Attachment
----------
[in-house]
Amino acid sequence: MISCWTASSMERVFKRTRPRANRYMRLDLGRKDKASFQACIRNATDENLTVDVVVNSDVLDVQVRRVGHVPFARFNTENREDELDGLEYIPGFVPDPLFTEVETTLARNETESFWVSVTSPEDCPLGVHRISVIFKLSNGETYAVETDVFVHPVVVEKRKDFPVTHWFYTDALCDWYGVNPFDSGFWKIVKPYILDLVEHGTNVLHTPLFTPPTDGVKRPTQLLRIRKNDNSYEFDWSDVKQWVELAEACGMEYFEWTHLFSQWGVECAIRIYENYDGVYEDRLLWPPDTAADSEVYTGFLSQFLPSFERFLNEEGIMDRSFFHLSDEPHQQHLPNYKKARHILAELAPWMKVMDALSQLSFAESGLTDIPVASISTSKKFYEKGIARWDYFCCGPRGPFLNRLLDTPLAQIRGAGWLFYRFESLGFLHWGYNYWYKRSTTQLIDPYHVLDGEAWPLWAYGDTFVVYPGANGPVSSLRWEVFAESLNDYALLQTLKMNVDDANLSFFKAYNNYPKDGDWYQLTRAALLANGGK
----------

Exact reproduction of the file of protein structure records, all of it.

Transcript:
[in-house]
Amino acid sequence: MISCWTASSMERVFKRTRPRANRYMRLDLGRKDKASFQACIRNATDENLTVDVVVNSDVLDVQVRRVGHVPFARFNTENREDELDGLEYIPGFVPDPLFTEVETTLARNETESFWVSVTSPEDCPLGVHRISVIFKLSNGETYAVETDVFVHPVVVEKRKDFPVTHWFYTDALCDWYGVNPFDSGFWKIVKPYILDLVEHGTNVLHTPLFTPPTDGVKRPTQLLRIRKNDNSYEFDWSDVKQWVELAEACGMEYFEWTHLFSQWGVECAIRIYENYDGVYEDRLLWPPDTAADSEVYTGFLSQFLPSFERFLNEEGIMDRSFFHLSDEPHQQHLPNYKKARHILAELAPWMKVMDALSQLSFAESGLTDIPVASISTSKKFYEKGIARWDYFCCGPRGPFLNRLLDTPLAQIRGAGWLFYRFESLGFLHWGYNYWYKRSTTQLIDPYHVLDGEAWPLWAYGDTFVVYPGANGPVSSLRWEVFAESLNDYALLQTLKMNVDDANLSFFKAYNNYPKDGDWYQLTRAALLANGGK